BUTLER: There will be a lot more investment in battery storage over the coming five or ten years. That won’t necessarily be Government investment. One of the recommendations from the Finkel Report is to ensure what is described as a generator reliability obligation rolled out and there is now design work happening on that. We’ve indicated we support that, state Governments have indicated they support that as well. Now whether that is built into the market so that generators need to pay for that is still something being worked on. But there is no question the extraordinary revolution in storage technology that is sweeping the world, particularly in battery storage technology is a solution to the dispatchability. It’s not the only solution but it is an important part of the solution to this dispatchability challenge over coming years.

FITZGIBBON: Can I just say something on that on the Hunter Valley. I’ve spoken to AGL again last night and today about their commitment to the Hunter, they do reaffirm their commitment and they are interested in a whole range of technologies, including gas. The quickest way to bringing dispatchable energy online would be through gas and they are interested. They have the land around the existing power stations. They have the skills which are easily transferrable. The transmission lines are right there and we could get the gas really if the Government got off its backside and showed an interest in gas. AGL have their proposal for the LNG receiver terminal with a pipeline that goes through the Hunter and goes within 6km of the power station. It could bring gas from Narrabri again, if the NSW Government, do something about getting gas out of the ground there. So AGL has committed, we could have gas capacity in the Hunter very quickly. You can basically drop these generators off the back of a truck these days and plug them in. But you don’t hear Malcolm Turnbull talking about any vision for the Hunter and any alternative electricity generation in the Hunter. That’s what he could be doing, he could be doing it more quickly than 2022 and talking about a fanciful extension of Liddell in 2022.

JOURNALIST: That’s an interesting thought so you’ve spoken to AGL’s Chief Executive about possibly creating a gas plan in the Hunter regions?

FITZGIBBON: I haven’t spoken to the Chief Executive but I’ve spoken to senior people in the company both overnight and today. They say gas is of interest to them and as part of that conversation we had a further conversation about their proposals for a receiver terminal and other opportunities to secure gas for gas generation in the Hunter.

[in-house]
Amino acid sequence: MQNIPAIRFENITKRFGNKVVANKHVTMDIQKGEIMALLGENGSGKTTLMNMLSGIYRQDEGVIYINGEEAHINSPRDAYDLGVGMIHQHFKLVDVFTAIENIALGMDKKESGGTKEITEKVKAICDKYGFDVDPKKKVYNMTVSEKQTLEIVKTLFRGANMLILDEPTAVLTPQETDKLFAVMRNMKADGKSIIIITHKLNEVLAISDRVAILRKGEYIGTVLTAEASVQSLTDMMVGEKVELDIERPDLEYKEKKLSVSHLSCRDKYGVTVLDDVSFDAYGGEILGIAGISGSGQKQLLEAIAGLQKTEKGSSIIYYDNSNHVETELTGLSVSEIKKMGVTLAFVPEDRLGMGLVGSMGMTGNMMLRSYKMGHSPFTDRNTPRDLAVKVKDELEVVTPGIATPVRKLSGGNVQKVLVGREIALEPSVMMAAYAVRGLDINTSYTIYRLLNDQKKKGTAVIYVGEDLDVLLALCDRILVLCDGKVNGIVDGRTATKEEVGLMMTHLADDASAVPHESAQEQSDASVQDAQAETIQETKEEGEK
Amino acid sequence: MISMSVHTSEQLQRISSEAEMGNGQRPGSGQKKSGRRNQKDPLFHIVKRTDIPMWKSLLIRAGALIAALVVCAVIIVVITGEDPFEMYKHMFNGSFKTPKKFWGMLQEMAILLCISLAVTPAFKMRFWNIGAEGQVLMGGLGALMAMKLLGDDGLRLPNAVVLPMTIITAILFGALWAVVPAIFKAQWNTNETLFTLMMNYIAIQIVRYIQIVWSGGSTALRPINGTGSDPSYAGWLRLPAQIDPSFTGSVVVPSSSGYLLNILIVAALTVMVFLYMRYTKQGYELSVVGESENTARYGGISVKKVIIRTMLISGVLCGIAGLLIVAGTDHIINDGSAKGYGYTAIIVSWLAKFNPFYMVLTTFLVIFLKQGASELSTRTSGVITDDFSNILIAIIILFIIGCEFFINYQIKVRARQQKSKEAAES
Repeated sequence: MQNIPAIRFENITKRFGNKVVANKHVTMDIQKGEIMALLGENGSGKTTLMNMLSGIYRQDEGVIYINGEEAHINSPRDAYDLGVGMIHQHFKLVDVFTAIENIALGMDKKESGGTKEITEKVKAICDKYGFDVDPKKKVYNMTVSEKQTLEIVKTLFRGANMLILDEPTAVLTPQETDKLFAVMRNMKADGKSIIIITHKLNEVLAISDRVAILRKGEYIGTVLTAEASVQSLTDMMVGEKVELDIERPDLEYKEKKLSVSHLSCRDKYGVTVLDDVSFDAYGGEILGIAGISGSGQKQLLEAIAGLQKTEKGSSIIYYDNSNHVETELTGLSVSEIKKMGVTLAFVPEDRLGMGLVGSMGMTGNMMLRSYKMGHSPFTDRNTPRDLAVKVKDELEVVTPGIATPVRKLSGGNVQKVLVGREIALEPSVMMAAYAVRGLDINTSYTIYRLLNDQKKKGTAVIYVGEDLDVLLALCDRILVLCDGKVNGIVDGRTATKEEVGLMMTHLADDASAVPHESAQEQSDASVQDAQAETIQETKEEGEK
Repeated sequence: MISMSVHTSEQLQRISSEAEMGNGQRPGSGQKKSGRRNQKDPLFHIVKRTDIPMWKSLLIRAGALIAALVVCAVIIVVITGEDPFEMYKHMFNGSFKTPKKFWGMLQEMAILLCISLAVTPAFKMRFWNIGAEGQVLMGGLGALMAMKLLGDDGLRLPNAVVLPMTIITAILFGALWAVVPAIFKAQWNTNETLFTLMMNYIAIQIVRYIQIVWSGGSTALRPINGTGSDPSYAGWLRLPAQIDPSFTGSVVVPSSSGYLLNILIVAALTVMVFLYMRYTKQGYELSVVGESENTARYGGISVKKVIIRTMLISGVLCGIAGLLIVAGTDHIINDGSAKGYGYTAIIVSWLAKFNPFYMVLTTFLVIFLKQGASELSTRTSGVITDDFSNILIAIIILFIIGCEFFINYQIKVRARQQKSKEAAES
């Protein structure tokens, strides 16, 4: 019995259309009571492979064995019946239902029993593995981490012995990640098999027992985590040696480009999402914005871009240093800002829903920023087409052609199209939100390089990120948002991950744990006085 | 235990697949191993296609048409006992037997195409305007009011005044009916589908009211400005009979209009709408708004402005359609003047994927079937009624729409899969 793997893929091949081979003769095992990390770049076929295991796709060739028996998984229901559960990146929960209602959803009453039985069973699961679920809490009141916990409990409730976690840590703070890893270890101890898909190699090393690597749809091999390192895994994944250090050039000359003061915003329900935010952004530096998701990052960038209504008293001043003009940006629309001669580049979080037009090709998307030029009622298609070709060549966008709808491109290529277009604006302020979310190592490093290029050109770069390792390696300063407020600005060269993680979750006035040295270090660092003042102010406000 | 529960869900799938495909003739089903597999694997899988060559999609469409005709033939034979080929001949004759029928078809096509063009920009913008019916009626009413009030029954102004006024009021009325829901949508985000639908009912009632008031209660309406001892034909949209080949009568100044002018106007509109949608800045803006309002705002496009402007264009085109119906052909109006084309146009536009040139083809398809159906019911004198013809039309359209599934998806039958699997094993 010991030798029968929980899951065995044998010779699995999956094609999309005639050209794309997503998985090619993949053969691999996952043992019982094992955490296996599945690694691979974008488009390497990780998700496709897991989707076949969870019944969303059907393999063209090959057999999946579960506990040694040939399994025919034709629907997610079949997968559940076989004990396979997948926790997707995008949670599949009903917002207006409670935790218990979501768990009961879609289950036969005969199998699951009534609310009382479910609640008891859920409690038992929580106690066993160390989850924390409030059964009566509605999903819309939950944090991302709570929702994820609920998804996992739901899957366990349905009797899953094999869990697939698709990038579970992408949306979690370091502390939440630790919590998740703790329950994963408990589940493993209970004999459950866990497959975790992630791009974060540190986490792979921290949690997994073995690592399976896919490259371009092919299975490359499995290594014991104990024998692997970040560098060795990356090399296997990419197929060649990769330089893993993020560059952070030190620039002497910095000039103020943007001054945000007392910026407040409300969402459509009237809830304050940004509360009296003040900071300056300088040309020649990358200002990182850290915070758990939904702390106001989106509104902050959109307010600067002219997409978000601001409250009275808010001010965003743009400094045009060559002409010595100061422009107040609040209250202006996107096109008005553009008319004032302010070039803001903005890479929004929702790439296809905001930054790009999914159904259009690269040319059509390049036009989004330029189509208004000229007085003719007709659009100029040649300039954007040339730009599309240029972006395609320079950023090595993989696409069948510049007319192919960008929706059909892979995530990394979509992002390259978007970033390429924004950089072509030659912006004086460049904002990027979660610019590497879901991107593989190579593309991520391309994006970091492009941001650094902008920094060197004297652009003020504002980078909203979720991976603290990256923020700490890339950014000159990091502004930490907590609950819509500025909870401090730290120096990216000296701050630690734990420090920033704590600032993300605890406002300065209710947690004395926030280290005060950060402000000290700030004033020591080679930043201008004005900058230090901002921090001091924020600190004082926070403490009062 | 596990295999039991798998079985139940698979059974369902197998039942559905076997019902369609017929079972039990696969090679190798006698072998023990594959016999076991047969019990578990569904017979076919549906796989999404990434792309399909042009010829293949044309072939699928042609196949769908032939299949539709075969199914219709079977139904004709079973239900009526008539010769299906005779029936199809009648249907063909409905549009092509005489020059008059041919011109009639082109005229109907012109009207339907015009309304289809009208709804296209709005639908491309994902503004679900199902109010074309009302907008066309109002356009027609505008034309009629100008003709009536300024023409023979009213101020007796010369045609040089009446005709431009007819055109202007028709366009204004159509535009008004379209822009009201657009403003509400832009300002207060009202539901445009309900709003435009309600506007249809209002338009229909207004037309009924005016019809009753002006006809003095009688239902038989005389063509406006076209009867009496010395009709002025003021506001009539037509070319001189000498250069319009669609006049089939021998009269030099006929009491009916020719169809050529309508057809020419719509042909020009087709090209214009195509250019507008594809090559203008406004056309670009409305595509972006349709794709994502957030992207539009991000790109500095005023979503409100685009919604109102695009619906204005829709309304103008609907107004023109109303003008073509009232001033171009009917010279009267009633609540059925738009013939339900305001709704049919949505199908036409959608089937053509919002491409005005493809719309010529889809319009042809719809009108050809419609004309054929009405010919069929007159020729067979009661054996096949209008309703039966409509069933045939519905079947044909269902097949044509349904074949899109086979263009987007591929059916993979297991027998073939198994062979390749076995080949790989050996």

BUTLER: The reason for that complementarity is gas can be switched on very quickly and be turned off very quickly, which is not a feature of coal-fired generation so it makes a very good complement to solar and wind that might go up and down in generation.

JOURNALIST: So what sort of time frame would they be looking at to get something running?

FITZGIBBON: Mark made the point; Malcolm Turnbull has no plans prior to 2022. If we could get some bipartisanship on Finkel, the full embrace of Finkel and have the market very quickly understand what the rules are in the future, I believe AGL would be keen to move very quickly with additional investment in the Hunter region, including, I can’t speak for them but given the nature of our conversation, including gas generation.

JOURNALIST: As you say the AEMO report pointed out the current policy environment provides no incentives or price signals for new investment. How far do you think the AEMC draft rule change for the five-minute settlement rule will go to encouraging, for example, more batteries to happen quickly?

BUTLER: I think it is part of the answer. The change to a five-minute setting of price will be good for a range of new types of technologies, particularly battery technology. It is not the whole answer and it is not the substitute for a proper investment framework through a Clean Energy Target but obviously these things are happening really in spite of this stunning inaction on behalf of the Turnbull Government not because of it. This of course was a proposal that was initiated by the private sector, by a private energy user, not the Turnbull Government.

Thanks everyone.